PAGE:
Elucidation of non-B DNA-induced mutagenesis mechanisms : DNA repair proteins are required for the processing of H-DNA and Z-DNA in eukaryotes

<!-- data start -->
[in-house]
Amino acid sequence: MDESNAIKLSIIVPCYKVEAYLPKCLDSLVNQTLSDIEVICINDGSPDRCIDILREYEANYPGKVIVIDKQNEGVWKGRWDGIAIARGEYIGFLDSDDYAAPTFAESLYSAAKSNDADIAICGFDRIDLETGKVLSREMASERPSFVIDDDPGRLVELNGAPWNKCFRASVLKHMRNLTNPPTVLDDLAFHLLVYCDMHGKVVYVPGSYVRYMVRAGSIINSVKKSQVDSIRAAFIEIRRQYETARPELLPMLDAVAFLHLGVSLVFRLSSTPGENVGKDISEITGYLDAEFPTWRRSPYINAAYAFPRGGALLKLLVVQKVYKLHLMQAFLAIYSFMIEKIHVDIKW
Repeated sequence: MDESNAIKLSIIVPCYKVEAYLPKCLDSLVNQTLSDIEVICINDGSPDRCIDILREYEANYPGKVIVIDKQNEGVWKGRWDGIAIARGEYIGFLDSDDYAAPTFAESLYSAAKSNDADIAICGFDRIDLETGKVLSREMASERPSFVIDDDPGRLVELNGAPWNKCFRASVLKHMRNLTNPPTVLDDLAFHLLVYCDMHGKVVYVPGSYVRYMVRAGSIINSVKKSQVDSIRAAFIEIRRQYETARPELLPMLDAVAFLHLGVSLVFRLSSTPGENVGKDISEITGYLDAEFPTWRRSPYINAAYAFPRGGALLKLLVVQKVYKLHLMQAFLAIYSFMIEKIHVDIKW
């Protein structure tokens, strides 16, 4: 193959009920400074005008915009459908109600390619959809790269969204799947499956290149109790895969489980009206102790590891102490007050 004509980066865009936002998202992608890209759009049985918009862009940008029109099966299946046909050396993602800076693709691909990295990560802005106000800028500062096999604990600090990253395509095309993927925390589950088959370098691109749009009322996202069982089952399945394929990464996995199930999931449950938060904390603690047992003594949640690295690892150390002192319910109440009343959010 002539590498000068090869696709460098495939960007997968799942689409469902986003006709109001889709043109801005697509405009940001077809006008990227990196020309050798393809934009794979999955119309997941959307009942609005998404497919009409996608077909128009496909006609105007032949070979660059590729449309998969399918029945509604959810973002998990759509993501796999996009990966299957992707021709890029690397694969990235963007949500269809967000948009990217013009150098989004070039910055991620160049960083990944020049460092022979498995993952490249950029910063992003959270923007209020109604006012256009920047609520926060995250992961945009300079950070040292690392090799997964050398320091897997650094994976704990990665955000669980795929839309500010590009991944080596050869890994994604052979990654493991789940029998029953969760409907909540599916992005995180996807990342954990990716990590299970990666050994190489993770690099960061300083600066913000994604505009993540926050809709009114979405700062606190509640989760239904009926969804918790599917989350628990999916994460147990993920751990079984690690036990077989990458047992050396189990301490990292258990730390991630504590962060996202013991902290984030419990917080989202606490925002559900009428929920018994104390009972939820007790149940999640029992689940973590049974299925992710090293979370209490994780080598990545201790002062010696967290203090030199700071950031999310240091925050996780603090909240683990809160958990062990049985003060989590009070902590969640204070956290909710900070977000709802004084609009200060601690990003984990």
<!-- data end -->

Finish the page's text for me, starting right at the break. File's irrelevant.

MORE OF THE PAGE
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The vast majority of all cancers result from some form of genetic instability, thus it is important to study the mechanisms involved. The integrity of DNA can be influenced by secondary structure, and DNA can adopt alternative structures that do not conform to the Watson-Crick B-DNA helix (i.e. non-B DNA). To date, >12 different types of non-B DNA structures have been described including H-DNA and Z-DNA, and these structure-forming sequences are abundant in the human genome, occurring 1/3,000 and 1/50,000 base-pairs for Z-DNA and H-DNA, respectively. Non-B DNA can alter DNA metabolism and contribute to the development of many human diseases. Specific to this project, translocations occurring in the c-MYC and BCL-2 genes, which are shown to contain non-B DNA-forming sequences at translocation breakpoint “hotspots”, are characteristic of certain leukemias and lymphomas. However, the mechanism(s) involved in this process remains undefined. Previously, we found these structures to be mutagenic in bacteria, human cells, and mice, largely by stimulating the formation of DNA double strand breaks (DSBs). We speculated that the helical distortions produced by non-B DNA may be recognized as “damage” by the cell, eliciting an error-prone repair response, resulting in genomic instability. Using genetic-based mutation-reporter assays, we have shown for the first time that these structures are mutagenic in yeast. Furthermore, we have identified DNA repair proteins from both the nucleotide excision repair (NER) and mismatch repair (MMR) pathways to be involved in H-DNA and Z-DNA-induced mutagenesis via distinct mechanisms in both yeast and human cells. We further characterized the functions of these proteins using biochemical and molecular biology assays and found that they are enriched at sites of H-DNA and/or Z-DNA, and have cleavage activity at or near the structure. Taken together, these results suggest that non-B structures are processed in an error-prone fashion via various novel structure-specific repair pathways in which repair proteins from multiple pathways cooperate. The results obtained have enhanced our knowledge of DNA structure-induced genetic instability in disease etiology, and will guide future studies in the development of novel strategies to treat and/or prevent genetic diseases.